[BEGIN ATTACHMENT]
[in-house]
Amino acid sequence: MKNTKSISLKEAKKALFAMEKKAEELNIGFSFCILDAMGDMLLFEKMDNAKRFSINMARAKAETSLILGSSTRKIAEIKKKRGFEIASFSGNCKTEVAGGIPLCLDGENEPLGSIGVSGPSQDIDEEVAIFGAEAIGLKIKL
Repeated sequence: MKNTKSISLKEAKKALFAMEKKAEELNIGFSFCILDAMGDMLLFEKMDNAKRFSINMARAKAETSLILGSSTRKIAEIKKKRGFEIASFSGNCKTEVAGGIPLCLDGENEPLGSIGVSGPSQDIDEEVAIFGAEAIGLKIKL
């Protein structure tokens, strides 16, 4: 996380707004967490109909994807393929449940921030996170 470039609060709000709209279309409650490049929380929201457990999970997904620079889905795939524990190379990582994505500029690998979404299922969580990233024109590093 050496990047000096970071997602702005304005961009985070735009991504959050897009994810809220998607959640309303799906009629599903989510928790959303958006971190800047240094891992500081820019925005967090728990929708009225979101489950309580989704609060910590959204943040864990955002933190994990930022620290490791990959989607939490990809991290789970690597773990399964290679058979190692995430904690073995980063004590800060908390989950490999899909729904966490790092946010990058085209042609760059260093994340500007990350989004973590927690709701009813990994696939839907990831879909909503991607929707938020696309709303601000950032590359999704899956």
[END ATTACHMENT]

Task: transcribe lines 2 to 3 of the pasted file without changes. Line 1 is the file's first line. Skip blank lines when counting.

Amino acid sequence: MKNTKSISLKEAKKALFAMEKKAEELNIGFSFCILDAMGDMLLFEKMDNAKRFSINMARAKAETSLILGSSTRKIAEIKKKRGFEIASFSGNCKTEVAGGIPLCLDGENEPLGSIGVSGPSQDIDEEVAIFGAEAIGLKIKL
Repeated sequence: MKNTKSISLKEAKKALFAMEKKAEELNIGFSFCILDAMGDMLLFEKMDNAKRFSINMARAKAETSLILGSSTRKIAEIKKKRGFEIASFSGNCKTEVAGGIPLCLDGENEPLGSIGVSGPSQDIDEEVAIFGAEAIGLKIKL